Hearing this statement at a Young Life conference 35 years ago set me on the path to discovering the Jesus of scripture. The speaker (I think his name was Bob) wanted the audience to understand that we tend to eisegetically read scripture. Eisegesis was a newer term to me – one of those theological terms that I thought was of no practical use. The speaker proved to me otherwise.

Eisegetical scripture reading, Bob explained, happens when we read the text through the lens of what we already believe to be true. What we read is shaped by our preconceptions. As I took notes, this cognitively made sense to me. I prided myself that I certainly was above reading scripture through such lenses. Then the speaker rocked my world, wounded my pride, and pretty much disrupted everything for me.

Turning to Jesus’ parable we know as the Good Samaritan (Luke 10:25-37), Bob showed us just how real and subtly we read eisegetically. I remember him asking the audience, who in the story we most identified with. It seemed like we all figured we were the Good Samaritan, or at least tried to be. I know I assumed as much – after all, that’s what Jesus was asking of us, right? It’s what we learned in Sunday School.

Then the unraveling began. Bob helped us understand that Samaritans were despised (nay, hated) by Jesus’ audience, the Jewish theologians of the day. Some members of the Jewish nation had long prior compromised their charter and beliefs and married people outside their faith and ethnic group. These were the Samaritans. They were called half-breeds and dogs. When people traveled to Jerusalem from Galilee to honor God through the various annual festivals, they added days to their journey just to avoid Samaria. The parable, the story that Jesus told, was in response to a religious expert’s question:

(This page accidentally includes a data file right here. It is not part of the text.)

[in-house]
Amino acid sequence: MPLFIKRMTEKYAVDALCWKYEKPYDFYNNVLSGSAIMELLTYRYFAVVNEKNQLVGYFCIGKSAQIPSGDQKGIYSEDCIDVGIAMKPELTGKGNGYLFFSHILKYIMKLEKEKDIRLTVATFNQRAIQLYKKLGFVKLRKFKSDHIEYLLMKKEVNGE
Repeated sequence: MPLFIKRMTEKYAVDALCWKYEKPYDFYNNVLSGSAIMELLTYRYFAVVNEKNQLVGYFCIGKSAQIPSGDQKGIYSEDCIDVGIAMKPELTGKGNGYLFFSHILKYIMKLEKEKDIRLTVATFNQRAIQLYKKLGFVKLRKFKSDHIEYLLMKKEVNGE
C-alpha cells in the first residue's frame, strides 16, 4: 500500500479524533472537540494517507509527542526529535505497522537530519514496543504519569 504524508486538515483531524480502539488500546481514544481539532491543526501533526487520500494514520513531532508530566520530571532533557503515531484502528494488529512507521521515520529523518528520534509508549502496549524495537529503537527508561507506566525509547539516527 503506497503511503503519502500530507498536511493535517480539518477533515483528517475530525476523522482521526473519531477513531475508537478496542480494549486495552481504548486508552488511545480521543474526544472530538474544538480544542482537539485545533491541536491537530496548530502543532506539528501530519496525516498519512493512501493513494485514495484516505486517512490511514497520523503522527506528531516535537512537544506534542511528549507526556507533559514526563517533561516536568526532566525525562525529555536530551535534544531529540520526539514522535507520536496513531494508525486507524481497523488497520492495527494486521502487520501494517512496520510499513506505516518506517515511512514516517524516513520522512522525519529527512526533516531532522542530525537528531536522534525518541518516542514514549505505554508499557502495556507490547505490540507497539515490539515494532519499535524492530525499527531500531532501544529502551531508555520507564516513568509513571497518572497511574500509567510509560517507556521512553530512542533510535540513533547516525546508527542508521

On one occasion an expert in the law stood up to test Jesus. “Teacher,” he asked, “what must I do to inherit eternal life?” “What is written in the Law?” Jesus replied. “How do you read it?”  The expert answered, “‘Love the Lord your God with all your heart and with all your soul and with all your strength and with all your mind; and, ‘Love your neighbor as yourself.’” “You have answered correctly,” Jesus replied. “Do this and you will live.” But he wanted to justify himself, so he asked Jesus, “And who is my neighbor?”

As Jesus told the story, one could envision the legal expert understanding why the priest and Levite passed to the other side of the road, away from the robbery victim. They were on their way to serve in the Temple and contact with a bleeding person would have disqualified them to do their jobs. It was the law. However, what probably made the expert’s hair stand up on the back of his neck was Jesus’ introduction of the Samaritan as the ‘good guy.’

Wanting us to get the effect of what Jesus was saying to his audience 2000 years ago, Bob retold the story in modern terms. He talked about a pastor or a Young Life leader passing to the other side of the injured man. Then Bob went on to say, “But a Homosexual, as he traveled, came where the man was; and when he saw him, he took pity on him.” The hair stood up on the back of my neck! Not so much because he said ‘homosexual’ but because he had messed with scripture, that he had messed with the neat, domesticated story I was so familiar with. I was no longer the good guy – that was no longer on the table as an option.

What’s more, Jesus’ primary point wasn’t to be a ‘good’ Samaritan. The expert wanted to know who his neighbor was. After hearing the parable, he had to admit that his neighbor was, in fact, the Samaritan (though he couldn’t bring himself to utter ‘Samaritan’), and that’s who he was to love.